That said, these fruits and vegetables are definitely the best first step, since they’re the ones that take the most energy for shipping and maintaining between farm and market . . .

  5. #5 Laura
    September 19, 2011

    So…give me some recipes. Or links to recipes. Or resources to buy some of these wondrous alternatives.

    I am an Orthodox Christian who vegan fasts twice a week and four times a year (usually 40-day periods). I also love food and I love to cook. I live in the Midwest and I am constantly looking for new, sustainable, local food (besides what little I can grow in my current circumstances) that not only steward the land and the farmer, but also engage the eater on a spiritual level. Like the whole “Veganomicon CookBook”, I want to foster a cuisine, not a “get-through-this-time-of-deprivation”!

    And isn’t that what you’re really talking about? Shifting our cuisines by eating locally and sustainably by creating a new American Regional Cuisine? Adding local seasonings (incorporating world tastes where possible) to forestall diet fatigue…so we like our food, are nourished, body and soul, by our food, and enjoy mealtimes as community times, rather than just “get through hard times” with our foods, looking for a day we can go back to buying Twinkies and Wonder Bread?

  6. #6 JRB
    September 19, 2011

    mangels and turnips kept animals alive through the winter in Europe

    I smiled when I read this, because not only do I have a picky eater at home in my husband, my chooks wouldn’t eat many of the items I put out for them — they actually *preferred* the bagged food that I wanted to use as a supplement, not a replacement. I wish chickens could read your writing. ;)

  7. #7 Bees4Me
    September 19, 2011

    Thought provoking. What is most important is growing food that is suitable to your climate, and eating food grown within a hundred miles of your residence. Lot of the food mentioned in article would not grow in our northern climate. But I do agree it is difficult to change one’s diet even when it is necessary to do.

  8. #8 Gary Rondeau
    September 19, 2011

    Sharon, I can’t agree with you more about the need to learn how to eat! Being gardeners, we get to try new things that are unfamiliar to the supermarket crowd. But preparing fresh produce is not the same as buying a can of green beans. Eating well your garden produce is an art in itself, involving timing, preservation, and preparation. To really ween ourselves from the unsustainable industrial food system we not only need to eat our vegetables, but also need to grow our own staple crops. I’ve begun playing with both dry beans and amaranth as candidates for home production of staple crops. Neither are grass-like grains, but both are high in protein and lend themselves to simple hand processing. Here is a discussion of my trial with amaranth last year: http://squashpractice.wordpress.com/2010/11/24/the-grand-amaranth-experiment/

  9. #9 sealander
    September 19, 2011

    Hehe….guilty as charged. Haven’t even touched the bumper crop of mashua tubers or the jerusalem artichokes this year, and there is two years worth of hazelnuts waiting for me to get around to cracking them. I’ve yet to come up with a tasty recipe for mashua though, other than boiling them. Everything else I’ve tried has just been nasty :P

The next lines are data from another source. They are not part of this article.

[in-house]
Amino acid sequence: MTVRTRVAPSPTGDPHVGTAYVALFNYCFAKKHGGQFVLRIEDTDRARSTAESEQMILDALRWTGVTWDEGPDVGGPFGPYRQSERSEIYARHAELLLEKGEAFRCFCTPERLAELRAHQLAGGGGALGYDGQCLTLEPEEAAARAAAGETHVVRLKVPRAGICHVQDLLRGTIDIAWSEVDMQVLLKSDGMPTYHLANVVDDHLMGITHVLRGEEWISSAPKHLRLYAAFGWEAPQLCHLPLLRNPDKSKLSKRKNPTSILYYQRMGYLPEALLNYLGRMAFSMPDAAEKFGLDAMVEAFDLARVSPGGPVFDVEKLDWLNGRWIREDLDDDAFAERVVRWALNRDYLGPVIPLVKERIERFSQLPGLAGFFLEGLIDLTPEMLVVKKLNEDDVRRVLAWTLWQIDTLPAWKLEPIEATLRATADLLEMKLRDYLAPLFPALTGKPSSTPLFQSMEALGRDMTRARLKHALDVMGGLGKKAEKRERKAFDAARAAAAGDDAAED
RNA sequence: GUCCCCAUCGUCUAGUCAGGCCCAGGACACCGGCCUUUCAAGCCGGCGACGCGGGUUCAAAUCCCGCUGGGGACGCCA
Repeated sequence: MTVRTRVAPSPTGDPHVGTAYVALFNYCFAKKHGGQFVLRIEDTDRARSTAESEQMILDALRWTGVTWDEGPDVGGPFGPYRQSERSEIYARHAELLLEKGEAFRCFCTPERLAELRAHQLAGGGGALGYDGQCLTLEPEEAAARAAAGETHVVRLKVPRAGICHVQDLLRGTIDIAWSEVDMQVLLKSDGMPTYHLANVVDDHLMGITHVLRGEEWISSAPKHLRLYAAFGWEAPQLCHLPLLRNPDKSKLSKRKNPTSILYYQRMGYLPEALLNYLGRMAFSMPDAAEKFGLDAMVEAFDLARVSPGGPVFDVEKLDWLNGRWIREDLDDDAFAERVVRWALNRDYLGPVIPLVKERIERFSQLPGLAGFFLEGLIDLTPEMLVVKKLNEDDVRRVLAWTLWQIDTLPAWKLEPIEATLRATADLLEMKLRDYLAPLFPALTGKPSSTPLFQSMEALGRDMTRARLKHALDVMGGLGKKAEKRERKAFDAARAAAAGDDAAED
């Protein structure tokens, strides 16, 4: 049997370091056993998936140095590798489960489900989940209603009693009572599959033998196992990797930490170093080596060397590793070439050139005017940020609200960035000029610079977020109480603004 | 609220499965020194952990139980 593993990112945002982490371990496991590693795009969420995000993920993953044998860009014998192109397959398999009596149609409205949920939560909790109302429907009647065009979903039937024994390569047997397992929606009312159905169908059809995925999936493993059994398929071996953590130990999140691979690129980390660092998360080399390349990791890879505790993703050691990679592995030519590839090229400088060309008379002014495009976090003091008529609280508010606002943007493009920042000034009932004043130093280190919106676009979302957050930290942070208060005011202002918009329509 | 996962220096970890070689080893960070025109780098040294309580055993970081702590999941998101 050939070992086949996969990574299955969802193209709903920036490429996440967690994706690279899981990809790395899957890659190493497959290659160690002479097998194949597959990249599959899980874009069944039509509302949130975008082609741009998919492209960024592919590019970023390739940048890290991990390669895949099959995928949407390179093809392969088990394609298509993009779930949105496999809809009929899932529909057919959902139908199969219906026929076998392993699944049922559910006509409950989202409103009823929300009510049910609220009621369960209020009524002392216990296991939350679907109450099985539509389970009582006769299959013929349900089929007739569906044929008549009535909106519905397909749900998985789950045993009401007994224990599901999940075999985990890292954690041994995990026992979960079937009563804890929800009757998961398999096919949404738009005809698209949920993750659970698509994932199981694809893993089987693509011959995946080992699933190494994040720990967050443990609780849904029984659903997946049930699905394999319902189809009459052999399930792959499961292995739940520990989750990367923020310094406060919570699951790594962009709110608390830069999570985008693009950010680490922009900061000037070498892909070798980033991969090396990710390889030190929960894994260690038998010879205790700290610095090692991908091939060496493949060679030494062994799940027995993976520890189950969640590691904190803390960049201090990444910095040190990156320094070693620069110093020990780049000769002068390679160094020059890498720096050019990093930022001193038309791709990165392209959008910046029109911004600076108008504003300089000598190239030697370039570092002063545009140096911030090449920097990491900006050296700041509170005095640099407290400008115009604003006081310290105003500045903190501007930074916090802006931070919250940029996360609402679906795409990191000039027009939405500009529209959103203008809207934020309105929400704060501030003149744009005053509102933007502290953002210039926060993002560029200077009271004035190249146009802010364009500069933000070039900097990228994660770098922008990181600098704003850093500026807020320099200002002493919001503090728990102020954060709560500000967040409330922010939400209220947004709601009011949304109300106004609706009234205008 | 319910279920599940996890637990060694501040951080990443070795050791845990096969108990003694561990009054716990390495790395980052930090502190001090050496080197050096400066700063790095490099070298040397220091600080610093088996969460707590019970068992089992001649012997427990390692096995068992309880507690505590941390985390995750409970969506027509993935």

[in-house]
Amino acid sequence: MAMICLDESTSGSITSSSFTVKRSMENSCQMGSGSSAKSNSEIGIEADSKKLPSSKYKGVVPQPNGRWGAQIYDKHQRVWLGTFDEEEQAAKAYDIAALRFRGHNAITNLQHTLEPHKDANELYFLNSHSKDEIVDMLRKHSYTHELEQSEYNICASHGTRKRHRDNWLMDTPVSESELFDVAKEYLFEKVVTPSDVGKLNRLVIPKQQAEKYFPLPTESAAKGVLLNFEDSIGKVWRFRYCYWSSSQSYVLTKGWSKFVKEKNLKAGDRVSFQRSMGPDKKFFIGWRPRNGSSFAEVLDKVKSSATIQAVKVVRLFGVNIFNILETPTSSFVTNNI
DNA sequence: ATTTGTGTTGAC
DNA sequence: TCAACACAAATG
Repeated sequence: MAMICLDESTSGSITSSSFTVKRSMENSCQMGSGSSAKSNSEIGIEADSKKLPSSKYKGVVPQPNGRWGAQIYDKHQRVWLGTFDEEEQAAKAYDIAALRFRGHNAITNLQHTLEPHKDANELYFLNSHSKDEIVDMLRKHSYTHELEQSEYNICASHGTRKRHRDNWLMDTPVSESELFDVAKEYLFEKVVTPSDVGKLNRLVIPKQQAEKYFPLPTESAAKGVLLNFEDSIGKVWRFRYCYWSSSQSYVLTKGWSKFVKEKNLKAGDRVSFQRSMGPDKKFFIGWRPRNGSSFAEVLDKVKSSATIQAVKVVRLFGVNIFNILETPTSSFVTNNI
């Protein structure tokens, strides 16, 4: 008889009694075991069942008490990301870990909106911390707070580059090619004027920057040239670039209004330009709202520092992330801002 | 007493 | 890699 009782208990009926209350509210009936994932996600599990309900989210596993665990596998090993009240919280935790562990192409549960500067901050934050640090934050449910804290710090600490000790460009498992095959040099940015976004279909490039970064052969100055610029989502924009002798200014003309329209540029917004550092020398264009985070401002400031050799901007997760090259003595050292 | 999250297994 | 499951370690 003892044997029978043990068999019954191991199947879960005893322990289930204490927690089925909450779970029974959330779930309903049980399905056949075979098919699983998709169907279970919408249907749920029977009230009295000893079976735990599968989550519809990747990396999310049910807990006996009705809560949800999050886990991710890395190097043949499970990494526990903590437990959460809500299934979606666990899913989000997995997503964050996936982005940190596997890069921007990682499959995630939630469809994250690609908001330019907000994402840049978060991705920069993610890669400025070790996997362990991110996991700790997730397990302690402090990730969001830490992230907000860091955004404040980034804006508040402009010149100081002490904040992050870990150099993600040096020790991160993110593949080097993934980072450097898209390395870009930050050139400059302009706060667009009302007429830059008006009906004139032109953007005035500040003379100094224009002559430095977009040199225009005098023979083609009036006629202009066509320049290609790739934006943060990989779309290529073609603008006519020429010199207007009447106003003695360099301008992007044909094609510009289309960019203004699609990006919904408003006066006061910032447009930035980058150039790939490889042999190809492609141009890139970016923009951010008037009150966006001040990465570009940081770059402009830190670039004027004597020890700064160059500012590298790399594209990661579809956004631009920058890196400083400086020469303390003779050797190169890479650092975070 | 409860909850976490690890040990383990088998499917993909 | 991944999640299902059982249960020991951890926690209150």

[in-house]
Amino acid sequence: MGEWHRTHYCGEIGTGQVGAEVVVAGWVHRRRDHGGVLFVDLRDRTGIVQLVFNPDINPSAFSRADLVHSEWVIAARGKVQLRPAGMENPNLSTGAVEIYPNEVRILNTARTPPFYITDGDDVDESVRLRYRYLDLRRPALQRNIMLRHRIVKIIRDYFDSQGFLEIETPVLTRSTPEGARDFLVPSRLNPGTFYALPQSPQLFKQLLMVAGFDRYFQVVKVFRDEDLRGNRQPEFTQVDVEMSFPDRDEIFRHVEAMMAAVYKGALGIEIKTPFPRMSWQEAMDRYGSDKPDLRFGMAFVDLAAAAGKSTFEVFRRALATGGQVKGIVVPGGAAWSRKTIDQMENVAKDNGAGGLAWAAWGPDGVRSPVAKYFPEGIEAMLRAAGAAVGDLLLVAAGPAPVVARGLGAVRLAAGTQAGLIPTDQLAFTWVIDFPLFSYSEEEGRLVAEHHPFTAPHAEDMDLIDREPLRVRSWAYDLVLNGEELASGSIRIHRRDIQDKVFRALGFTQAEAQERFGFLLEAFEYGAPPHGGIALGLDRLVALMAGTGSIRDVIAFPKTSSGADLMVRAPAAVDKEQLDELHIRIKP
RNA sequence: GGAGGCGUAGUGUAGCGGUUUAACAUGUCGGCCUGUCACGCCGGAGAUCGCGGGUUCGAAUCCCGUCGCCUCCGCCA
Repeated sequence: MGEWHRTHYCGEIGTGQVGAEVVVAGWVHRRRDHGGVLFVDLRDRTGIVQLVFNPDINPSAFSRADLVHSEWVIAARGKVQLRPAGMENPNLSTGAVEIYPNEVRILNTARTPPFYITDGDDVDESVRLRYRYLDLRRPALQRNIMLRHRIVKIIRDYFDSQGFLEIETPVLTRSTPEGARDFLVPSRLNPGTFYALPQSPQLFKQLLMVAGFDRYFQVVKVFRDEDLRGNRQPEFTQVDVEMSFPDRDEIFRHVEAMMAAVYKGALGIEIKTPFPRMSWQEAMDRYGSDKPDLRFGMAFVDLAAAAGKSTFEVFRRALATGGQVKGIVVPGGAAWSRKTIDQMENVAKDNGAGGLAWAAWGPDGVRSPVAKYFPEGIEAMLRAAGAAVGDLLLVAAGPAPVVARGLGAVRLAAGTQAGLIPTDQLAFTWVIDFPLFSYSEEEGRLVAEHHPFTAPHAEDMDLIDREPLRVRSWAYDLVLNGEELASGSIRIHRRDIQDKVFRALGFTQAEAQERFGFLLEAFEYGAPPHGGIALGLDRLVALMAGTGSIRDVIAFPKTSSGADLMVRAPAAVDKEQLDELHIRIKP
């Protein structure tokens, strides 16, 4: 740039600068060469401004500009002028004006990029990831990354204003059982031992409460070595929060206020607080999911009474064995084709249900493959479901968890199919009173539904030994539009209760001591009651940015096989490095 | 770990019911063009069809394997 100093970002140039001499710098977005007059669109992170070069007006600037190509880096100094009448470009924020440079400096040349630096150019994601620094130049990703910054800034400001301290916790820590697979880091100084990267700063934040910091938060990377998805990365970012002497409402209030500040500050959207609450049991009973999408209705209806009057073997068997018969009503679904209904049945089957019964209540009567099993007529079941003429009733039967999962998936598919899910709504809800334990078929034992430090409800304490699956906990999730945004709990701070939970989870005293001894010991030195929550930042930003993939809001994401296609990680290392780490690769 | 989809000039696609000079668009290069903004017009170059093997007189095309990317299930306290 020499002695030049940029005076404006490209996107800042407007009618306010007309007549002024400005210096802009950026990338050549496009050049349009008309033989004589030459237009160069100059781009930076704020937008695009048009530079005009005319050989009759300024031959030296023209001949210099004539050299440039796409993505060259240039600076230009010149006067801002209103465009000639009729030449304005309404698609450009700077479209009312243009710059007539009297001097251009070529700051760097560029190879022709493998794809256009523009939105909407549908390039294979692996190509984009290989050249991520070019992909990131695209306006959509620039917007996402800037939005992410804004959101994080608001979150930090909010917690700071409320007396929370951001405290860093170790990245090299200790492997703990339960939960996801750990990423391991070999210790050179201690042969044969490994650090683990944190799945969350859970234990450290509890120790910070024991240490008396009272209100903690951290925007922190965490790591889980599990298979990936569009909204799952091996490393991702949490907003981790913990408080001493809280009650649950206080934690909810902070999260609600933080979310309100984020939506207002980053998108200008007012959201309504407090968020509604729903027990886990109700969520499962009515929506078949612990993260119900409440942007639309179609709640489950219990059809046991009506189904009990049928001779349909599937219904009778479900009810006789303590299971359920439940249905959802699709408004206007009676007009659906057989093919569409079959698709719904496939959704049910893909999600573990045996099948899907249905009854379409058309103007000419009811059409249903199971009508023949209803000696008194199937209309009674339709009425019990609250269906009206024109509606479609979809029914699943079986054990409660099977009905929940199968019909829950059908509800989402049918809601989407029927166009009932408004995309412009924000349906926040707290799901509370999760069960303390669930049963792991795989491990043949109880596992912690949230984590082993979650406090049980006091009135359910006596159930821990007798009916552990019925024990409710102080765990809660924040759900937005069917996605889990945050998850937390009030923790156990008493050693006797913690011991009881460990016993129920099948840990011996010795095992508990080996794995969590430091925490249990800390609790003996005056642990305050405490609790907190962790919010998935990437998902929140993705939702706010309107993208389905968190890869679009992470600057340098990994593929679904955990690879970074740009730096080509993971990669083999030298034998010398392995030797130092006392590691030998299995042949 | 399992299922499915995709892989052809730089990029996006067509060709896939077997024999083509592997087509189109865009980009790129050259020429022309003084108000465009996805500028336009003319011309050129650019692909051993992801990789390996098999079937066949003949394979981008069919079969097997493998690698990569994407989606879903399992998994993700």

Mind you with the year of earthquakes we’ve suffered through it has been a time of badly needed comfort food.

  10. #10 Glenn
    September 19, 2011

    My wife uses Jeavons as her primary gardening guide. But she doesn’t like a lot of what he suggests (turnips, parsnips) so we plant what we’ll actually eat. We sacrafice some “efficiency” of producing the most calories in the smallest space. But we eat everything we grow. Right now we still buy and eat grain products such as flour and porridge. And we’ll continue to do so as long as it’s available for purchase, either in the store or from one of the many organic farms in East Jefferson County, Washington. After that we’ll probably grow grain as sharecroppers on other people’s land currently in grass hay. We _really_ don’t want to cut any of our woods or berry bushes.

  11. #11 Karen
    September 19, 2011

    I’ll take issue with at least the historical objection of growing rice in California, because before the rivers were leveed in much of CA’s Central Valley, it was marsh during the winter and spring. Even now, there are areas designated as flood control (overflow) units where the only sensible spring crop is rice in all but the most severe drought years.

    Now, these areas aren’t actually all that large and there may well be lots of irrigated rice acres, which is a questionable use of water. There are also areas where rice is grown that never see a winter flood, much less the spring water you need for rice growth.

    OTOH, that organically grown CA rice might well be fertilized by ducks, geese, and other birds, since in the last decades many farmers have switched from burning rice fields to leaving stubble to attract waterfowl during migrations.

    Please don’t dismiss the idea out of hand.

  12. #12 Old Quaker Farmer
    September 19, 2011

    Good post. FYI, chestnuts are more like a grain than they are like other nut crops: mostly carbohydrate, moderate in protien, and very low in fat or oil (1%–3%). Nutritionally considered fat-free, and the only nut allowed in a low-fat diet. Production potential is quite high–2000+ lbs. per acre on 15-year-old trees, and without any fertilizer or fossil fuel inputs. Once established, the only production costs are in the harvesting. Chestnuts are ideal as a staple–nutriionally like grain or potatoes, but taste much, much better.

  13. #13 et
    September 19, 2011

    @JRB
    Try shredding and/or cooking the root crops for chickens. If you have a wood stove it doesn’t take extra energy to cook for chickens.

  14. #14 Brad K.